Tourism as if people mattered

Of all the sectors to be impacted by the Covid19 pandemic, tourism has to be the worst.  Cruise ships have been grounded, and in the worst cases, left stranded at seat as public health directives prevented docking at terminals, airlines are running at a tiny fraction of capacity, the business infrastructures that service both reeling from the collision with public health needs. Hotels, bed and breakfasts, AirBNB and pubs in almost all cases have been forced to shut their doors.  Cafes and restaurants mostly the same. Sports stadiums, with seasons stopped before their end of year finals, lie quiet.

There have, of course been silver linings. Some hotels have been repurposed as social distancing friendly accomodation centers for vulnerable populations like homeless people and asylum seekers, though not always with greetings of approval from a cynical public.  Sports centres like Croke Park became, for a while, part of an extensive service of public health testing for the virus.  Local clubs, in particular the GAA, have gone back to their social purposeful grassroots and helped service the community, delivering shopping and collecting prescriptions for elderly and vulnerable people who are "cocooning."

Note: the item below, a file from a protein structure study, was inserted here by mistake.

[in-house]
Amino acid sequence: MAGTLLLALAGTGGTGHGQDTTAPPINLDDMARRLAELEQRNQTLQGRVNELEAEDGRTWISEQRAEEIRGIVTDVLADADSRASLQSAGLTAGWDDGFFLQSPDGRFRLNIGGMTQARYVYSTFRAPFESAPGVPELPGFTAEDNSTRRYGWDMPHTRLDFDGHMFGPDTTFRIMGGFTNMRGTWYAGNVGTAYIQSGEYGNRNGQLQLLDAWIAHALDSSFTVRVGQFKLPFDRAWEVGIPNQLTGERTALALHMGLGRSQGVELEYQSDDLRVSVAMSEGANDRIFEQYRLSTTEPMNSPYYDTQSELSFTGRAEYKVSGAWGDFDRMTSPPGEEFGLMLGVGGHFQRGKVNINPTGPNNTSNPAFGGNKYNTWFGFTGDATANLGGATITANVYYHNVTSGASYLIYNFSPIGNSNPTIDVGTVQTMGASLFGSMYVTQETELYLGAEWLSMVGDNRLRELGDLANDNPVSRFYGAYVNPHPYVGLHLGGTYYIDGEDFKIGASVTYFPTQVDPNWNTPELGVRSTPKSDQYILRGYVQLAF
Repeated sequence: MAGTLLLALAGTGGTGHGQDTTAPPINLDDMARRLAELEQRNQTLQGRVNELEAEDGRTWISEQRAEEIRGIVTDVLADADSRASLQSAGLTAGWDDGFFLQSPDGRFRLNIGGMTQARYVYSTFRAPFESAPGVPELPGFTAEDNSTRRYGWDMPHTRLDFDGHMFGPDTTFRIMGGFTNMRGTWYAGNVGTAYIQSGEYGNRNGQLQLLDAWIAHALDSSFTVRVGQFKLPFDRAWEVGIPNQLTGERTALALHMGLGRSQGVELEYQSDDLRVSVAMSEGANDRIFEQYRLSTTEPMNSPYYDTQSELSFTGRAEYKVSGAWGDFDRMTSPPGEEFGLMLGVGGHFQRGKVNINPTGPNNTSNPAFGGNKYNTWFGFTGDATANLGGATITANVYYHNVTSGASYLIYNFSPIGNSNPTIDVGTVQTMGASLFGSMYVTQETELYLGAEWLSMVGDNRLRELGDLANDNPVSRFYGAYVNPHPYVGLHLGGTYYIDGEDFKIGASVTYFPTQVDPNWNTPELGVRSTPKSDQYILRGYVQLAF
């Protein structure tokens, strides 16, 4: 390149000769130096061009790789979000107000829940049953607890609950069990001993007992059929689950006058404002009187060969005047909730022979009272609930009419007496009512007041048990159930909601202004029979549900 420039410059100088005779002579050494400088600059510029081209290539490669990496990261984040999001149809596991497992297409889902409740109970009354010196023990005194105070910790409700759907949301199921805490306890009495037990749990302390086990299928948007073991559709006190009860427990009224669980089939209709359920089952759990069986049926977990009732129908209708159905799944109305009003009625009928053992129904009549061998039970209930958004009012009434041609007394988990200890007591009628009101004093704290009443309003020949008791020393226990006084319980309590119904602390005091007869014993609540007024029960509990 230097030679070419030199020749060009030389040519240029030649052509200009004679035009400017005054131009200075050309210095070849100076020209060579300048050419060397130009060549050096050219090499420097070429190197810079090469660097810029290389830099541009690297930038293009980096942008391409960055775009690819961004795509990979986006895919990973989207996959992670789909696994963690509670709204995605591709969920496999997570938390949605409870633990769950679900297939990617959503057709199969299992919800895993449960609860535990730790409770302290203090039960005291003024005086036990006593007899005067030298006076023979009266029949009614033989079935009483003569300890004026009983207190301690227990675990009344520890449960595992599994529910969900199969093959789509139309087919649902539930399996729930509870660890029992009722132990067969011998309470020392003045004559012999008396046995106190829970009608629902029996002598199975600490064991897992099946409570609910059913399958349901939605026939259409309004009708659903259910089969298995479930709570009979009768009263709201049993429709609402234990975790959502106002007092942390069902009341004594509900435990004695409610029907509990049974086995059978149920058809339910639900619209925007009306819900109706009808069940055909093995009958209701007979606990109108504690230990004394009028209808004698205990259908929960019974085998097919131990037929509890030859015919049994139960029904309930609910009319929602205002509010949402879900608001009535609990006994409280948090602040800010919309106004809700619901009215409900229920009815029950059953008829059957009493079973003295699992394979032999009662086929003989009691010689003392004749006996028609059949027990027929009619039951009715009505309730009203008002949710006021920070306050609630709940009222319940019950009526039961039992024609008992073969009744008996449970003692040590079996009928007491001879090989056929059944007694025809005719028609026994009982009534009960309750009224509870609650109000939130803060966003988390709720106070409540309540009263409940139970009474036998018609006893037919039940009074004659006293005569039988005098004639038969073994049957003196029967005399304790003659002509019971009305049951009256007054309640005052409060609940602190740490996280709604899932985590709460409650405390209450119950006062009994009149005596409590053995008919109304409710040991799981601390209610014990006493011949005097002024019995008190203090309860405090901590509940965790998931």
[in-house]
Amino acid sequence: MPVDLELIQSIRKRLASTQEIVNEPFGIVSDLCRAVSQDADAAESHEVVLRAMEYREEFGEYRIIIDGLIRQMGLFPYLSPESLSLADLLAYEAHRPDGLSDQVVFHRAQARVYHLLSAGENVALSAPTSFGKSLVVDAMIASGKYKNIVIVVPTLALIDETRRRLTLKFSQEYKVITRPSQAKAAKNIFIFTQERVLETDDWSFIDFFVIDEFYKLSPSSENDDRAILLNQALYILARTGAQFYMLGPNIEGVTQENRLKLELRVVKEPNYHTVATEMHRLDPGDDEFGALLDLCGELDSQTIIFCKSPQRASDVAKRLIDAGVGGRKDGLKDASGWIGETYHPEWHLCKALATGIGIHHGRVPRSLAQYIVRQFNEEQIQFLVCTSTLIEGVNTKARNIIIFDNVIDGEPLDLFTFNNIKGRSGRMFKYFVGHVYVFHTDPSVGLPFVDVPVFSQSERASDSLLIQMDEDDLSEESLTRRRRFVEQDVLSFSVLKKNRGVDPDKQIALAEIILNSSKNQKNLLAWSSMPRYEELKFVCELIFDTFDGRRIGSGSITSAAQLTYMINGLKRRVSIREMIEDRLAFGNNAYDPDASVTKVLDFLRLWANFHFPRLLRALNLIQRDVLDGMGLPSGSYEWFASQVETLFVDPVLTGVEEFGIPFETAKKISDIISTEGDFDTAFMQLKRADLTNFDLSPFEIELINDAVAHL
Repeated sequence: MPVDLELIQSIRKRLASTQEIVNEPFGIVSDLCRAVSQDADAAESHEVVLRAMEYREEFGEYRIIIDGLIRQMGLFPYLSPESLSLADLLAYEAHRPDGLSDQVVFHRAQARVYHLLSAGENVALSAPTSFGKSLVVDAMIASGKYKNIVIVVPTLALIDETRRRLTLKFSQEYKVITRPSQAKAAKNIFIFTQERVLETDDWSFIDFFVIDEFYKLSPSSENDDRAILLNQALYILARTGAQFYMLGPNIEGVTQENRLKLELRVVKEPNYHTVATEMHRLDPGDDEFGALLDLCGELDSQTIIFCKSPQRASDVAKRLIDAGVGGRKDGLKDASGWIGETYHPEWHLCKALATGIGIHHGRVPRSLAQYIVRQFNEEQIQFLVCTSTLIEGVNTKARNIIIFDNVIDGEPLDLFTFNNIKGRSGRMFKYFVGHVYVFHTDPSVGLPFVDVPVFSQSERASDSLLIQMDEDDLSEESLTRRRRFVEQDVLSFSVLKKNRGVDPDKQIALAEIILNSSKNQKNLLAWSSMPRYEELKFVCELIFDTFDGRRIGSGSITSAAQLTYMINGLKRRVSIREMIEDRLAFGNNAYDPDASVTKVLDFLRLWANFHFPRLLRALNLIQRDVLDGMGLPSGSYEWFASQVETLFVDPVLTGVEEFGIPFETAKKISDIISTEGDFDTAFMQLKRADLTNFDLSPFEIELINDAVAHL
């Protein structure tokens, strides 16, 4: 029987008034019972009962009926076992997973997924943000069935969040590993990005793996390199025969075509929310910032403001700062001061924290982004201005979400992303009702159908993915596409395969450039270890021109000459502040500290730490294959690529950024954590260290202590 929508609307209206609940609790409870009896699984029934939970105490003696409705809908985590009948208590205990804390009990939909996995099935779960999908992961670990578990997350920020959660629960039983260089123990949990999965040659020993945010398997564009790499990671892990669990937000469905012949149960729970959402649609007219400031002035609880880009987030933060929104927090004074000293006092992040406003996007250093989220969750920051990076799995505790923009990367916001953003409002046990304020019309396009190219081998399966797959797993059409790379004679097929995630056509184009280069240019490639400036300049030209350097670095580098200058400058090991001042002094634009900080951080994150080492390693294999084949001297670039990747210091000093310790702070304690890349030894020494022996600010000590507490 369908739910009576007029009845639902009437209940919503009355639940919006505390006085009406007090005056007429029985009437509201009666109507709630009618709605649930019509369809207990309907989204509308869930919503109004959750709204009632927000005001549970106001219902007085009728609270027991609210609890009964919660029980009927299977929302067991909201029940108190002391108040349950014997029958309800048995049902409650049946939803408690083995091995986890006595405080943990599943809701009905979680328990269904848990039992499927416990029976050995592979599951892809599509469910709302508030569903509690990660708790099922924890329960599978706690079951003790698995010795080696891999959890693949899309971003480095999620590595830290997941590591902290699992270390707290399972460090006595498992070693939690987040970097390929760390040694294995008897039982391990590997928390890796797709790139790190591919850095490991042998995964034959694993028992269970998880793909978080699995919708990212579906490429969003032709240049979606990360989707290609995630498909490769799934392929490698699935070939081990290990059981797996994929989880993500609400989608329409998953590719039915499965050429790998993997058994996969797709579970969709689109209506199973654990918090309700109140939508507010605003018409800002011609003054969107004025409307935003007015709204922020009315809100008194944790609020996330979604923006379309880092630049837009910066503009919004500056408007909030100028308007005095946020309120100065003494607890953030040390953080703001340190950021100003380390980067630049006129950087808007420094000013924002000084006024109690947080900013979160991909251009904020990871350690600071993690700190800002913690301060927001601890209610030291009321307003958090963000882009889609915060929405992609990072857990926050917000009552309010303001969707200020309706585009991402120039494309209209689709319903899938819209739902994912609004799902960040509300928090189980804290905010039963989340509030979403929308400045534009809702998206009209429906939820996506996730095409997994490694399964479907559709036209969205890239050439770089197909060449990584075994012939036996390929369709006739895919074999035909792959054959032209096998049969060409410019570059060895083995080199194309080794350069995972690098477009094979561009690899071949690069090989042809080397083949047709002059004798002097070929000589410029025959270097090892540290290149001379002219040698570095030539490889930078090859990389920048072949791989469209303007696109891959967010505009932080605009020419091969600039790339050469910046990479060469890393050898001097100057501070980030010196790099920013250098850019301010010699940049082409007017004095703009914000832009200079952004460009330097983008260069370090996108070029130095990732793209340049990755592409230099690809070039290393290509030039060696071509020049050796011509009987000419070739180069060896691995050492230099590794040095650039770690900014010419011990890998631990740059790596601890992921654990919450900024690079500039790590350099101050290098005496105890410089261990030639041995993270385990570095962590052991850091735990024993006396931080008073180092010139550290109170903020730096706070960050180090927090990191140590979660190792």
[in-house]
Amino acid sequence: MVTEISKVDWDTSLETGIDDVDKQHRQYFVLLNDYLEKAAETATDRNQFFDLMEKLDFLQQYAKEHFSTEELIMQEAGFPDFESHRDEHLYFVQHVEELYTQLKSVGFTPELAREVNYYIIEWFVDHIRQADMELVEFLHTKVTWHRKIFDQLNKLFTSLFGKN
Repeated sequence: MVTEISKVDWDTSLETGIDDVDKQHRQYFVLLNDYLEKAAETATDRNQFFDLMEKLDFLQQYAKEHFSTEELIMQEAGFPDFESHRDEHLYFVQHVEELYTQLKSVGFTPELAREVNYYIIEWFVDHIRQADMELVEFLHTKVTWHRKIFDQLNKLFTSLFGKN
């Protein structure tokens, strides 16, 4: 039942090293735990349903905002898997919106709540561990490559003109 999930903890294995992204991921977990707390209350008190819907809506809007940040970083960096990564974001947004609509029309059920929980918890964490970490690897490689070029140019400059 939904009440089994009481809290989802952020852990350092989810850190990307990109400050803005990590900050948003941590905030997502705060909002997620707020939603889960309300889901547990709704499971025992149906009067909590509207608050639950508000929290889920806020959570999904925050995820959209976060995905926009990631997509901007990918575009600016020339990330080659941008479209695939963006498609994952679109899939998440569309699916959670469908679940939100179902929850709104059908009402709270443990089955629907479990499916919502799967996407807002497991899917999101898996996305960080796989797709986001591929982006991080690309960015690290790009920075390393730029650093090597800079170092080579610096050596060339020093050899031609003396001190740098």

At the outset of the outbreak, there was criticism of many actions taken and not taken by government. Initially bemused by Simon Harris' cancellation of an Ireland v Italy rugby game, the public then muttered complaints that fans from already hard hit Italy would not be prevented from travelled.  However, as evidence later mounted around the same weekends England v France international in England, and a Liverpool v Madrid match in the former city, where no fewer than 3000 Spanish fans descended on the city despite a full lockdown already being in place in Spain, it appeared that the decision was not misplaced.  The cancellation of the St Patrick's Day parade left bemused tourists who had dared to travel anyway rambling confusedly around a quiet city, but not before social media howled with the hashtag "close the pubs" after videos emerged of revelry were posted from a pub in Temple Bar.